Swiftwick: Changing the Sock Paradigm
Craig Fellers, January 1, 2015
Ask a runner what shoes they wear and they can ramble off make, model year, stability level, and reasons that shoe is best for their stride. Runners even stockpile their favorite shoes in case they get discontinued and retire a pair of $100+ shoes every 6 months. Ask that same runner what socks they wear and they will most likely tell you “short black ones.” My goal of this blog is to convince you that there is more to a sock than color and height. Yes, the right shoe (or lack there of) is integral to proper running form, injury prevention and, of course, style (hooray for the return of neon) but let us not forget the importance of the SOCK.
As runners, we are all aware that there is precious little between us and the smashing forces of pavement beneath our feet. For this purpose the shoe was invented, but it brought along it’s nemesis, the blister. A simple solution was created to help reduce friction and absorb sweat: the sock. Now, socks have been around since ancient Greece, (see wiki page) but we have have some significant improvements since the first models which were made of matted animal hair. Well, come to think of it, most socks that I see people wearing actually fall somewhere between this and a threadbare cotton rolling pin cover sewed off on one end.
Enter Swiftwick: a company that realizes that, as runners, our feet have very specific needs. Blister protection is the first thing that comes to mind when I think of a great sock. In order to reduce blisters, a sock must be form fitted and snug around the foot with minimal seams. A good running sock will have variability in its fabric to make it tight in certain areas while allowing for foot expansion with impact. This construction is immediately evident when you look at any sock Swiftwick. The fine knit toe closes the sock so precisely that there is no change in the texture of the sock where the fabric connects. I dare you to try to find a seam. Swiftwick uses a marino wool and nylon and fine spun cotton to produce their lineup of running socks and incorporates anti-microbial silver ionic coatings to keep your feet from festering inside your shoe. A tight “compression band” around the ankle keep the socks in place during the toughest off-road adventures.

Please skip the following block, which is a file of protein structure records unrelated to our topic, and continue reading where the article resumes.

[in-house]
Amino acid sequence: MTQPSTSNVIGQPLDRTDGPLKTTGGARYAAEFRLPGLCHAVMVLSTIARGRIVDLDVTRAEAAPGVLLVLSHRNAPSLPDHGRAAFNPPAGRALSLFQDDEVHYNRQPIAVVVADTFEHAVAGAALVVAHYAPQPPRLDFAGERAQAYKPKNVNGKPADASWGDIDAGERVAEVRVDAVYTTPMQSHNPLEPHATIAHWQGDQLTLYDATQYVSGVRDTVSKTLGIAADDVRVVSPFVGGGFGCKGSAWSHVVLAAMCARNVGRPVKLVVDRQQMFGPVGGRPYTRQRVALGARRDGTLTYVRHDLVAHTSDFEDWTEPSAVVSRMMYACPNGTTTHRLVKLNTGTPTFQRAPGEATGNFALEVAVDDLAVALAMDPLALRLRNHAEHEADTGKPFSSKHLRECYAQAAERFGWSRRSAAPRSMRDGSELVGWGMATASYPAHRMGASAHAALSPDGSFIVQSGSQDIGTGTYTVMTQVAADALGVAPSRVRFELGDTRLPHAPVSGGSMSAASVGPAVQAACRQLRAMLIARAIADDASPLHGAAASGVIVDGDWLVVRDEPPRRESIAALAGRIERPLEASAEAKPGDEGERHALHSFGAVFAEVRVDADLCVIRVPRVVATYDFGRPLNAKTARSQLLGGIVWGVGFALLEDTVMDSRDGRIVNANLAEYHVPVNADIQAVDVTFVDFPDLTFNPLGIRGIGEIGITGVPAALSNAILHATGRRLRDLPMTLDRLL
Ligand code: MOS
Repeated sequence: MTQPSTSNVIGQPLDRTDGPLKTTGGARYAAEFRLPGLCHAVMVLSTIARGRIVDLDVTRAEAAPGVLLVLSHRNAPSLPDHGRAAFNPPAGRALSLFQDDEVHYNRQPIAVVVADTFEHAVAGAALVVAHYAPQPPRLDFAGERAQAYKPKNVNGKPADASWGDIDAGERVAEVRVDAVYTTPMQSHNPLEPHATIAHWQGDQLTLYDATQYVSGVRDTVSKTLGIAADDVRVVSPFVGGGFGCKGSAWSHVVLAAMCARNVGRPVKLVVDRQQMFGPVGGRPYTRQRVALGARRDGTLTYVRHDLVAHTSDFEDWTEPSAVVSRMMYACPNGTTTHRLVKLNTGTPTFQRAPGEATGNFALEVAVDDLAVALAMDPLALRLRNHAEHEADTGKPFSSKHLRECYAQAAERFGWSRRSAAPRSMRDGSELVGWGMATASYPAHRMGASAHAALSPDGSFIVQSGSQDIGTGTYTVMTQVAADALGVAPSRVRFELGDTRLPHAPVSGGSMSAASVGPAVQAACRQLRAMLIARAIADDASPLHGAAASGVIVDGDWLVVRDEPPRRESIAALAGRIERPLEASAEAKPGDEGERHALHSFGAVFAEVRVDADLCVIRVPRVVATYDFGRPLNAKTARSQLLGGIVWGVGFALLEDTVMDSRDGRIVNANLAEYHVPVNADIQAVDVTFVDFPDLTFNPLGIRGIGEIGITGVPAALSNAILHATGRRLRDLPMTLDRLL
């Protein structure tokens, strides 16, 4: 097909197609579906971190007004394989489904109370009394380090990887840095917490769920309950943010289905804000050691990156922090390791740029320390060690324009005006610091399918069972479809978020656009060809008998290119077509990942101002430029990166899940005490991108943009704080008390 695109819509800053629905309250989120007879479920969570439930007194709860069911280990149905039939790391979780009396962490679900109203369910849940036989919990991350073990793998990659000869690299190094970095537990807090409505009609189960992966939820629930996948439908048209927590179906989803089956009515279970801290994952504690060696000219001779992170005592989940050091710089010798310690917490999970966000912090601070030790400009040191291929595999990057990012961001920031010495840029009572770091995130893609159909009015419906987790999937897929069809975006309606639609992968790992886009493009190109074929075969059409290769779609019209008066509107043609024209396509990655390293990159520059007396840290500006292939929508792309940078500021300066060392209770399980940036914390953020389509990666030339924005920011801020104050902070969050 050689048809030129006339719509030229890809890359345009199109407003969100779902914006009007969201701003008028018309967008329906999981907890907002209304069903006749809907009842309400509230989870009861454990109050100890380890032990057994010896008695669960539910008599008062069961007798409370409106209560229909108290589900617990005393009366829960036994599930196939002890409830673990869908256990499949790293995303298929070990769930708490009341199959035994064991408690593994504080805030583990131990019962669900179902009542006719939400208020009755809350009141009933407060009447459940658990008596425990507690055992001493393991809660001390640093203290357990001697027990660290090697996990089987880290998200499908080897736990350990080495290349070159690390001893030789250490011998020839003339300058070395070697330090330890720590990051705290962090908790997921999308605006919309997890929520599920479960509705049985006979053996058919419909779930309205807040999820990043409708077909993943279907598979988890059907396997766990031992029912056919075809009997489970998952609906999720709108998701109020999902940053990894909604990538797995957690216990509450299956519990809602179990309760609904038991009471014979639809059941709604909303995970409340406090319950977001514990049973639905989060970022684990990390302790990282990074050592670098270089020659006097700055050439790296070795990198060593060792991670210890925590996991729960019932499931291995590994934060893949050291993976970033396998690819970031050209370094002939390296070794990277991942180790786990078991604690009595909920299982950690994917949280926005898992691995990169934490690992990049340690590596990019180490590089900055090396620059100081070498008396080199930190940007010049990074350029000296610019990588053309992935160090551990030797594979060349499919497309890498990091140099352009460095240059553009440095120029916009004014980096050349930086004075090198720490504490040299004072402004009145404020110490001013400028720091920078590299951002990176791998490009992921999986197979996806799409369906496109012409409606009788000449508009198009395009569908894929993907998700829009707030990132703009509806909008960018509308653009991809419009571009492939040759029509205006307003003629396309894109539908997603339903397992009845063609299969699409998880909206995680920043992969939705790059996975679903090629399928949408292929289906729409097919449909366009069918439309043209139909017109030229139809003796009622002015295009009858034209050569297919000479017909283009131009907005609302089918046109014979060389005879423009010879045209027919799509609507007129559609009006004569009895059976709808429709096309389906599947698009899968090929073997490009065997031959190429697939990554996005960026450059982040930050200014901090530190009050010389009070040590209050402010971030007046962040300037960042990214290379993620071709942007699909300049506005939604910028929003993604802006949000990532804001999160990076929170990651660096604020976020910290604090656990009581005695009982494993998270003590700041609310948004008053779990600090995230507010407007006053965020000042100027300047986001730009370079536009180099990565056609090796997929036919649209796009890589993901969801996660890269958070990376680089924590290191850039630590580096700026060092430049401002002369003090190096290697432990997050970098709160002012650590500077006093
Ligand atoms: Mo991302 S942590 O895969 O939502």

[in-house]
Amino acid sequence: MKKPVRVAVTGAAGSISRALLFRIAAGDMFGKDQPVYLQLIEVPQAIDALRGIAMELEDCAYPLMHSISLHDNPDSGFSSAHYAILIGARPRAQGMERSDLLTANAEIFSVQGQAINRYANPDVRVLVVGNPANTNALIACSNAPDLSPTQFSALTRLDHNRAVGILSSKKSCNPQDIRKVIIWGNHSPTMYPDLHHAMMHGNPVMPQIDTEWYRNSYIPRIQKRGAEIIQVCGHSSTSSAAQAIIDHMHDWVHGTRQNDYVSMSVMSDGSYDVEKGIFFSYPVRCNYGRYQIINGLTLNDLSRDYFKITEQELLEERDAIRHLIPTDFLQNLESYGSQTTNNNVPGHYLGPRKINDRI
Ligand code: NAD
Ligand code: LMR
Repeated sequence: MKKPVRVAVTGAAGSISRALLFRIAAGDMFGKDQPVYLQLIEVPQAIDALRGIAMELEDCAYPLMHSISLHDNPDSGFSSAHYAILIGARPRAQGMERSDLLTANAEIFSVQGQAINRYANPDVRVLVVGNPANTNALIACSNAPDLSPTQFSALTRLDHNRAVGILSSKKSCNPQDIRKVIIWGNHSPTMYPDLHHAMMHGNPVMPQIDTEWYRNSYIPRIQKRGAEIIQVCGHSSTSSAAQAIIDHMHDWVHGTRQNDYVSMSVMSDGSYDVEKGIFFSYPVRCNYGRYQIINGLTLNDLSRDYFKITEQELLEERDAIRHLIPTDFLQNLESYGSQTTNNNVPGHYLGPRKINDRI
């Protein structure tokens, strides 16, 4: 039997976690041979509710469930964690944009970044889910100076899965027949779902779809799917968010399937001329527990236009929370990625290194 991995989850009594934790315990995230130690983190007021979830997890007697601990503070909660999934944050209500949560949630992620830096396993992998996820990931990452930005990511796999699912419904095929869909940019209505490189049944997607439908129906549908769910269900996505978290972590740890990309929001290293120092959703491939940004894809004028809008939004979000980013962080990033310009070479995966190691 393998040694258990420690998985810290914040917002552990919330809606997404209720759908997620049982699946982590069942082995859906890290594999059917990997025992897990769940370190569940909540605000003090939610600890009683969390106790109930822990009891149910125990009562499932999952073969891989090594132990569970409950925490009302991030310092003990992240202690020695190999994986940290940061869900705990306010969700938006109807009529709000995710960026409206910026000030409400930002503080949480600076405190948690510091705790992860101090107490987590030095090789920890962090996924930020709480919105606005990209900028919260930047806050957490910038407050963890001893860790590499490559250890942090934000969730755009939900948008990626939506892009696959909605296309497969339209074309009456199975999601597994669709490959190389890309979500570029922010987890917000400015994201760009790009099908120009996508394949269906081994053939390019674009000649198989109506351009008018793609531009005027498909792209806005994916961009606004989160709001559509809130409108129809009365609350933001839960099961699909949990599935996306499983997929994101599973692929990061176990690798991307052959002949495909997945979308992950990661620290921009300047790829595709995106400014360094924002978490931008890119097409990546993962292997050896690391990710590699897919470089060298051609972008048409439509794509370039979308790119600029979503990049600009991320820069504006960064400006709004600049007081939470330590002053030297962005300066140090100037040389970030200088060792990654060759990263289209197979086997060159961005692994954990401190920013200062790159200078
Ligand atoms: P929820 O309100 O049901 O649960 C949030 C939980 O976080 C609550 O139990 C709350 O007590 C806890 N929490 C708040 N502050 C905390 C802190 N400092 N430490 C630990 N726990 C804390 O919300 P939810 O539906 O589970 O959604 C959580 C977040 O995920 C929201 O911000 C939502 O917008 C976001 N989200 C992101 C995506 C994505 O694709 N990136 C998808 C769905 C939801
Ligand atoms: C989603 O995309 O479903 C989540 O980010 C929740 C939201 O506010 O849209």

Next time you look at a sock, I implore you to demand more of what should be (and soon will be) one of your most valuable garments. And did I mention that an exceptional sock will only cost between $10 and $15? This is a great price tag for an product made in the USA; what is everybody waiting for? This weekend, I will be racing the San Francisco North Face Endurance Challenge, and there is no other sock I would even consider pulling out of my drawer.
Craig Fellers is based out of Santa Cruz where he is the owner and optometrist at Midtown Optometry.